While I hated all these situations, I think I know where they were coming from. Just like people outside of Iran have some stereotypes about Persian people — who are often confused with Arabs — local people might have their own stereotypes about Western women traveling alone.
I would say that 95% of my time in Iran was incredible, but that uneasy 5% made me think twice before recommending Iran as a destination for inexperienced female solo travelers.
Ziabari: In a blog post about your trip to Iran, you wrote that many people confuse Iran and Iraq, believing that it’s a war-torn country and under the rule of ISIS. Where do you think this confusion and misunderstanding originates from?
Napora: The lack of knowledge about the world. But, at the same time, I don’t expect people to know about every single territory in the world and what’s happening there. I expect maybe 5% of the people to be really interested in the current affairs and geography. So, even if these comments about Iran and Iraq made me roll my eyes about that, I quickly remembered that if I’m interested in the region, it doesn’t mean everyone has to be.
I also come from a country that people, especially from outside of Europe, confuse with other destinations or have a completely false image of. Over the years, I just learned not to take these opinions too personally. And I think in the case of Iran, it wasn’t the realistic image of the country, just the lack of knowledge about the Middle East and what was happening there. After all, these two names [Iran and Iraq] are similar.
Ziabari: There is often worrying news about Iran in the media, which is mostly the result of the country’s dismal foreign relations and regional policies. However, those who visit Iran assert that the reality of Iranian people and the culture of Iran are totally detached from its politics. Did you also come to this understanding after concluding your trip?
Napora: Definitely! In every country, we should separate politics and people, as politicians don’t always represent their nation fully. It’s very accurate in Iran, too. The majority of people I met in Iran were warm, hospitable, welcoming and curious, and there was not a single moment when I felt they are not fine with tourists visiting their country. Quite the opposite, actually.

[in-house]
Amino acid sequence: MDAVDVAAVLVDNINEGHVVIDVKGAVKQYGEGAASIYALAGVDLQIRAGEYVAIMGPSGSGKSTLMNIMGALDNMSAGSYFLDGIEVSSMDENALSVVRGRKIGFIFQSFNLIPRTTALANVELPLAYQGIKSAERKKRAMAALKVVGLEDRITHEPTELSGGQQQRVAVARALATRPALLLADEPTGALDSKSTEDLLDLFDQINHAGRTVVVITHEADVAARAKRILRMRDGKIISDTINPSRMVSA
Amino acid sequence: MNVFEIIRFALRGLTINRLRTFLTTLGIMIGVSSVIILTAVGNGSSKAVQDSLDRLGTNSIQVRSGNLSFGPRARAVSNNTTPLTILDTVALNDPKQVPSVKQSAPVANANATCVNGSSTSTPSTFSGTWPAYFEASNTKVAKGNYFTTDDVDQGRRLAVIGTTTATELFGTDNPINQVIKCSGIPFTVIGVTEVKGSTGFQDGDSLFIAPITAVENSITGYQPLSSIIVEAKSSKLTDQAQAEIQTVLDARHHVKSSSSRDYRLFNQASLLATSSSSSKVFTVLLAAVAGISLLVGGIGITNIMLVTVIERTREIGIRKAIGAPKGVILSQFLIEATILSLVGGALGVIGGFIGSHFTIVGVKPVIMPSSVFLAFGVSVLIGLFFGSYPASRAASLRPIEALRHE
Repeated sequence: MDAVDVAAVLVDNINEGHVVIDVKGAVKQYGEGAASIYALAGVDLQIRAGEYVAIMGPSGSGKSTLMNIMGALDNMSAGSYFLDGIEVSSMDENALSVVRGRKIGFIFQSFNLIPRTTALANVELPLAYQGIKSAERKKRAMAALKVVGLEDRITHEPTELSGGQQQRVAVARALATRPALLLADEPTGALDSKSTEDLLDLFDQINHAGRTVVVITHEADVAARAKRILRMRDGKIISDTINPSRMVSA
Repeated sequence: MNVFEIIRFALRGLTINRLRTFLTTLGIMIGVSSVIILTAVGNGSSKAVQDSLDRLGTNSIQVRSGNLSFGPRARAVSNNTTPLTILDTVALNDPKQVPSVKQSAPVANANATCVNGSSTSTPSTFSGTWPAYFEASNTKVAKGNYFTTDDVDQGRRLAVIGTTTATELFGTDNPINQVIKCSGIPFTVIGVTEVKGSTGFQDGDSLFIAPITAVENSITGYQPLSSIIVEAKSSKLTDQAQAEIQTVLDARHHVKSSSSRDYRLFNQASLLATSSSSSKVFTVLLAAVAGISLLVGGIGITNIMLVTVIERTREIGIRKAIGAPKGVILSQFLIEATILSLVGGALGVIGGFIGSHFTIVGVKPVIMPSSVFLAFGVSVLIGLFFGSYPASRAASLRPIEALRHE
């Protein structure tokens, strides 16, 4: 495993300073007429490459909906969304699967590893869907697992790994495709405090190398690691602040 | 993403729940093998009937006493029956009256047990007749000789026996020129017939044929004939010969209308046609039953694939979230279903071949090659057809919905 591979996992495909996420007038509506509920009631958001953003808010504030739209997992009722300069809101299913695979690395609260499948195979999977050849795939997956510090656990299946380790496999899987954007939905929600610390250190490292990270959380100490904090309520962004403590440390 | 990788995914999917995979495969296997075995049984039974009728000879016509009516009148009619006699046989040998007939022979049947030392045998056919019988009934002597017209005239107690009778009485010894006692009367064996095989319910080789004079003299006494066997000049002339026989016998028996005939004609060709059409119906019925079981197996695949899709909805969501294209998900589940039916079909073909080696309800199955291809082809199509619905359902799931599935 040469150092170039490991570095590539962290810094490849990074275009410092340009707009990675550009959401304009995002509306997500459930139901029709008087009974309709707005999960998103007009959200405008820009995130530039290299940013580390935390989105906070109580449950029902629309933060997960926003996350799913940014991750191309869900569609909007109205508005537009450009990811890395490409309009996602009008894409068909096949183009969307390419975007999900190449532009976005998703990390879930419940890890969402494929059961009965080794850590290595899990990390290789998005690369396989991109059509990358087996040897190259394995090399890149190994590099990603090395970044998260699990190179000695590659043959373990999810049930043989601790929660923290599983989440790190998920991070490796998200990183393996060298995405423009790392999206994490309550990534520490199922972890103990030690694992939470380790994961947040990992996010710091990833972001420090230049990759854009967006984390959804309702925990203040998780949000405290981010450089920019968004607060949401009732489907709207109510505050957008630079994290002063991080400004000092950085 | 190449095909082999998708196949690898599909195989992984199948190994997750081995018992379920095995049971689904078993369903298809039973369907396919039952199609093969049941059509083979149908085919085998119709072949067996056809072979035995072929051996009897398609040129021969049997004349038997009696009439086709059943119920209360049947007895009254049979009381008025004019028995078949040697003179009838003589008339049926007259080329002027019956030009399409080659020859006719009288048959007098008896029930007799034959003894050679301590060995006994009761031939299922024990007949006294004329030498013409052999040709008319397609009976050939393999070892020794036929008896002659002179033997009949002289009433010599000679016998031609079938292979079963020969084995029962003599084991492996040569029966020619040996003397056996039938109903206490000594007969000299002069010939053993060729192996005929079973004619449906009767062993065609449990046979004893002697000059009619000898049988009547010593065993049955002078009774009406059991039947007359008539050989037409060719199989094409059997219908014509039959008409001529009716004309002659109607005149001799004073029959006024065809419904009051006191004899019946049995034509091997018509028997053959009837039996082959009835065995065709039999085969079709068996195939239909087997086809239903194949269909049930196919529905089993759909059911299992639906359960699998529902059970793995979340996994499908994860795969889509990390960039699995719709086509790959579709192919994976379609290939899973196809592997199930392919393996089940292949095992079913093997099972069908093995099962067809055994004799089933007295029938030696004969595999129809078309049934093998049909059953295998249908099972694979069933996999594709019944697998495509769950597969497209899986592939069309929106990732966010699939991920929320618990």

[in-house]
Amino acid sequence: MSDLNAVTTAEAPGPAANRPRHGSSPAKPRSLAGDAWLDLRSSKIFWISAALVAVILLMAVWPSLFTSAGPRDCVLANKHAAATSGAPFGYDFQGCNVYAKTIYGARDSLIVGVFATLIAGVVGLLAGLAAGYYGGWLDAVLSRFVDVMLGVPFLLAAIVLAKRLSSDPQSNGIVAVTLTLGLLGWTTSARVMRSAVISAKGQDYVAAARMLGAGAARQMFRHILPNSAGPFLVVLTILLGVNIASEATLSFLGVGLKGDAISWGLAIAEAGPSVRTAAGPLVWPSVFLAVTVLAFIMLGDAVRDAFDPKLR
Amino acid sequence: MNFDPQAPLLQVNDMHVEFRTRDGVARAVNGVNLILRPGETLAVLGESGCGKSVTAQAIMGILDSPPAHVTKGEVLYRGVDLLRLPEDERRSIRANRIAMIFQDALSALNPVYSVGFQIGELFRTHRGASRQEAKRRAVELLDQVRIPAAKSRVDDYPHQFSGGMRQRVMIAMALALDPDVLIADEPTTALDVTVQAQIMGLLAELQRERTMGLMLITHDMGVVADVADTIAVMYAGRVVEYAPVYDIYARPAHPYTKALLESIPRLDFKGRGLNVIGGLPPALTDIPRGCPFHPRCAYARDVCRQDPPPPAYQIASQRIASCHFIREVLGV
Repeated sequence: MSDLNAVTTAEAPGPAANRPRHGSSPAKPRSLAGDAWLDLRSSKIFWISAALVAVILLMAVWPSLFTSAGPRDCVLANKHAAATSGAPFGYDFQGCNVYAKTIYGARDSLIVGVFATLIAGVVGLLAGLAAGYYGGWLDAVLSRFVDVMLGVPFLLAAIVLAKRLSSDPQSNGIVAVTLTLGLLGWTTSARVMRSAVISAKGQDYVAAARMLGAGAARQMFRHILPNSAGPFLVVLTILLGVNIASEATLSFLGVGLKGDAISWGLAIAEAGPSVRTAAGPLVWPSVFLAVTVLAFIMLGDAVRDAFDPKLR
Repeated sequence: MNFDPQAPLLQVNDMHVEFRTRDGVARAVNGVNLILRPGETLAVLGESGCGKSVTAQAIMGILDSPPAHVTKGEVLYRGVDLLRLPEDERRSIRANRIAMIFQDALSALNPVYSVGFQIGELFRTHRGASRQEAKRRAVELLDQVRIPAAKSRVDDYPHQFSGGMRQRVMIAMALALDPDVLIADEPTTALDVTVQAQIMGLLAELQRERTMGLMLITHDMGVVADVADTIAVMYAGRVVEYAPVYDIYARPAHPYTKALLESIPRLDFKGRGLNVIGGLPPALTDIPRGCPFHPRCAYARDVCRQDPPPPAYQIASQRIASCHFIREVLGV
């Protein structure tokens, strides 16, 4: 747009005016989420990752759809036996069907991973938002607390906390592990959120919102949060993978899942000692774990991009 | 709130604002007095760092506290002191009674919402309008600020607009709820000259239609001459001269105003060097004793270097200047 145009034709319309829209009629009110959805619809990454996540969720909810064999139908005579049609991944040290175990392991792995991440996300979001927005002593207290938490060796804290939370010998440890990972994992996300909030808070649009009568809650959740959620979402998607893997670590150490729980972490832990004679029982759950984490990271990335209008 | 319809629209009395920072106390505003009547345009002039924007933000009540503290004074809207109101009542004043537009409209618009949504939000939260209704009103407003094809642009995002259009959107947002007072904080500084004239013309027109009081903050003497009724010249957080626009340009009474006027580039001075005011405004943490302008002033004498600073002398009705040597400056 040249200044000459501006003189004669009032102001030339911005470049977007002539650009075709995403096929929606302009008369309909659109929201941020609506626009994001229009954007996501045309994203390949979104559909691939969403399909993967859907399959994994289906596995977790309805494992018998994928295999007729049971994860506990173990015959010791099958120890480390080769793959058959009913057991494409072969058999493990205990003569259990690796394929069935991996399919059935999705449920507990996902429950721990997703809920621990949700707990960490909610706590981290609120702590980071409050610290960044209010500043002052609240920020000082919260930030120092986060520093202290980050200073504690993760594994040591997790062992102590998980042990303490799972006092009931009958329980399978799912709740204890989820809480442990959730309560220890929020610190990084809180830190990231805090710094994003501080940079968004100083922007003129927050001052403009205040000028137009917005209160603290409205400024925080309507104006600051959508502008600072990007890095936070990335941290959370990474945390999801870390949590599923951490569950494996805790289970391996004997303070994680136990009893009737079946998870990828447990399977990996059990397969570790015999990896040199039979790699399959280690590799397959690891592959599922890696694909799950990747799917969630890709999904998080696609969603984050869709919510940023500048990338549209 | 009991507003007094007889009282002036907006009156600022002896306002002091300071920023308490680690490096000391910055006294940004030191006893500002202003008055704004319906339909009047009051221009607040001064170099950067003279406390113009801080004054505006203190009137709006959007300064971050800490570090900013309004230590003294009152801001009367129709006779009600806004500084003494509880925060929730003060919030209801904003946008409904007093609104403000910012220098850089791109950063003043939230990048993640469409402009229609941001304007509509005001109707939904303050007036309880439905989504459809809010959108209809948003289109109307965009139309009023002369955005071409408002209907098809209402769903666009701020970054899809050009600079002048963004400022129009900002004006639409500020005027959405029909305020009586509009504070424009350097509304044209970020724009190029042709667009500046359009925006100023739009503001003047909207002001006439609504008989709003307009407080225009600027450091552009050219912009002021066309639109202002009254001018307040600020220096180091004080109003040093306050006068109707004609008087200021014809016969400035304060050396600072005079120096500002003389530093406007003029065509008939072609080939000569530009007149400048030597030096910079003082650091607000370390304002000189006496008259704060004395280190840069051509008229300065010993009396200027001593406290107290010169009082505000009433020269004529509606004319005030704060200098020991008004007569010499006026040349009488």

Ziabari: You wrote in one of your travel blogs about Iran that you had countless encounters with people on the streets, restaurants and public places who approached you to offer help or ask where you came from and what you thought of Iran. Why do you think this experience happened so frequently? Did it ever make you feel uncomfortable?
Napora: No, I was very happy to talk to local people as that’s what makes traveling so special too. Since there are still not too many independent travelers visiting Iran, those who venture there are somehow an attraction. I think locals were just curious [about] how I like their country and wanted to make me feel welcome there. All these friendly encounters were one of the reasons why I enjoyed my trip to Iran so much.
Ziabari: As you noted, Iranian people are known for their hospitality and friendliness. Tell us more about your experiences with Iranian people and the treatment you received in different cities. Have you had similar experiences in other countries?
Napora: I had a similar experience in other countries too, like New Zealand or Georgia, but Iran is among the top places I’ve met the most hospitable people. Except for the few uncomfortable situations I encountered as a solo female traveler, everyone was friendly and welcoming. I was invited to people’s houses for dinner, I was invited to join them in restaurants, and locals bought me Iranian dishes so I could try them out. It was one of the experiences I will never forget.
Ziabari: What’s the most attractive thing about Iran that you observed and experienced during your trip?
Napora: Even if I experienced similar hospitality in other places, I think the incredible hospitality of Iranian people is one of the best things about the country and it can make every traveler feel special. I felt all these friendly encounters were genuine. Also, Persian culture and history are very interesting to learn about and should be more promoted.
Ziabari: Iran is the 17th largest country in the world in terms of territory. It has a population of more than 80 million people, the majority of whom are youths. It boasts 24 UNESCO World Heritage Sites and a history dating back some 7,000 years. Why doesn’t Iran receive many international visitors? What should the country do in order to become a popular tourist destination?
Napora: Unfortunately, the bad press Iran receives affects its tourism. The visa procedure isn’t also the easiest and might make some people doubt if it’s worth going through the hassle. With so many interesting places in the world, Iran doesn’t get enough attention as it is not very present in the media, including travel media, and people simply don’t know how beautiful and worth a visit the country is.
There is a lack of proper promotion of tourism in Iran, and all we learn is from other travelers who have visited the country. Opening up for travelers and making traveling to Iran easier should be a priority. A lot has changed for the better in the years since my visit, but there are still many things that can be done to attract tourists.
This article was initially posted at fairobserver